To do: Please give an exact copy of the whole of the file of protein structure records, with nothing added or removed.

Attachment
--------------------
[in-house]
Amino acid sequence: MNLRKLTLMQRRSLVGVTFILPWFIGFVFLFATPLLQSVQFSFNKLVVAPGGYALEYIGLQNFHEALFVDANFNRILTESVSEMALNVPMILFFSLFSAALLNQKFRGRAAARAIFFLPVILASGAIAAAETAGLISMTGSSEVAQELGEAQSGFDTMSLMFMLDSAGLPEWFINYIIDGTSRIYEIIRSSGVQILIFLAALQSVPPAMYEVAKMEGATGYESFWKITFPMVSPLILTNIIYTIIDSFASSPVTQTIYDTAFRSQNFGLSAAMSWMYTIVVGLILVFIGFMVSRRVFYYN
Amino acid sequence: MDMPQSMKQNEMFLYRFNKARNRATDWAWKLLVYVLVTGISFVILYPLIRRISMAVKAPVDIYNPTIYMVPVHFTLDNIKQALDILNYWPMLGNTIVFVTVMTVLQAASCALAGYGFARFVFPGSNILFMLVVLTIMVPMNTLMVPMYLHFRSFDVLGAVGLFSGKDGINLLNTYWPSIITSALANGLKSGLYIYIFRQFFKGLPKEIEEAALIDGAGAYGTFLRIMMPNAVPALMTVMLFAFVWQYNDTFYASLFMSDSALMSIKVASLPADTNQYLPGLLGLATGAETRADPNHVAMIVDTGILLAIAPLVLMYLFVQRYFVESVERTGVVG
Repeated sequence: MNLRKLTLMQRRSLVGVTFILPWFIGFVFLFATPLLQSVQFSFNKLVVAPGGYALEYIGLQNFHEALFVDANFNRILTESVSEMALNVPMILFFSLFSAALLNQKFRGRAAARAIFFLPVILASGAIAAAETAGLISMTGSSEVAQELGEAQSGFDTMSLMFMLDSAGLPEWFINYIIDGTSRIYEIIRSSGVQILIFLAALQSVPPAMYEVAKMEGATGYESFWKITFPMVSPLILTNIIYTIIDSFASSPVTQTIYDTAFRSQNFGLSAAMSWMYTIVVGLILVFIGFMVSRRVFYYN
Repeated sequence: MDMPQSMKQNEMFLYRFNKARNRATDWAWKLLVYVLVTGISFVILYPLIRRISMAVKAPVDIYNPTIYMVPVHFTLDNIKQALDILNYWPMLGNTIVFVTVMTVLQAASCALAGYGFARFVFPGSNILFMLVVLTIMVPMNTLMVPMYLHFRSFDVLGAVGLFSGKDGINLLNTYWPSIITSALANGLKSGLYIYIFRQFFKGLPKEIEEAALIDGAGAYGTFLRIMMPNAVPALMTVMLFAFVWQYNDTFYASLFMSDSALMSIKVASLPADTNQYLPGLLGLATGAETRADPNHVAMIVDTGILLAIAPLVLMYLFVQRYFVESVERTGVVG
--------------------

[in-house]
Amino acid sequence: MNLRKLTLMQRRSLVGVTFILPWFIGFVFLFATPLLQSVQFSFNKLVVAPGGYALEYIGLQNFHEALFVDANFNRILTESVSEMALNVPMILFFSLFSAALLNQKFRGRAAARAIFFLPVILASGAIAAAETAGLISMTGSSEVAQELGEAQSGFDTMSLMFMLDSAGLPEWFINYIIDGTSRIYEIIRSSGVQILIFLAALQSVPPAMYEVAKMEGATGYESFWKITFPMVSPLILTNIIYTIIDSFASSPVTQTIYDTAFRSQNFGLSAAMSWMYTIVVGLILVFIGFMVSRRVFYYN
Amino acid sequence: MDMPQSMKQNEMFLYRFNKARNRATDWAWKLLVYVLVTGISFVILYPLIRRISMAVKAPVDIYNPTIYMVPVHFTLDNIKQALDILNYWPMLGNTIVFVTVMTVLQAASCALAGYGFARFVFPGSNILFMLVVLTIMVPMNTLMVPMYLHFRSFDVLGAVGLFSGKDGINLLNTYWPSIITSALANGLKSGLYIYIFRQFFKGLPKEIEEAALIDGAGAYGTFLRIMMPNAVPALMTVMLFAFVWQYNDTFYASLFMSDSALMSIKVASLPADTNQYLPGLLGLATGAETRADPNHVAMIVDTGILLAIAPLVLMYLFVQRYFVESVERTGVVG
Repeated sequence: MNLRKLTLMQRRSLVGVTFILPWFIGFVFLFATPLLQSVQFSFNKLVVAPGGYALEYIGLQNFHEALFVDANFNRILTESVSEMALNVPMILFFSLFSAALLNQKFRGRAAARAIFFLPVILASGAIAAAETAGLISMTGSSEVAQELGEAQSGFDTMSLMFMLDSAGLPEWFINYIIDGTSRIYEIIRSSGVQILIFLAALQSVPPAMYEVAKMEGATGYESFWKITFPMVSPLILTNIIYTIIDSFASSPVTQTIYDTAFRSQNFGLSAAMSWMYTIVVGLILVFIGFMVSRRVFYYN
Repeated sequence: MDMPQSMKQNEMFLYRFNKARNRATDWAWKLLVYVLVTGISFVILYPLIRRISMAVKAPVDIYNPTIYMVPVHFTLDNIKQALDILNYWPMLGNTIVFVTVMTVLQAASCALAGYGFARFVFPGSNILFMLVVLTIMVPMNTLMVPMYLHFRSFDVLGAVGLFSGKDGINLLNTYWPSIITSALANGLKSGLYIYIFRQFFKGLPKEIEEAALIDGAGAYGTFLRIMMPNAVPALMTVMLFAFVWQYNDTFYASLFMSDSALMSIKVASLPADTNQYLPGLLGLATGAETRADPNHVAMIVDTGILLAIAPLVLMYLFVQRYFVESVERTGVVG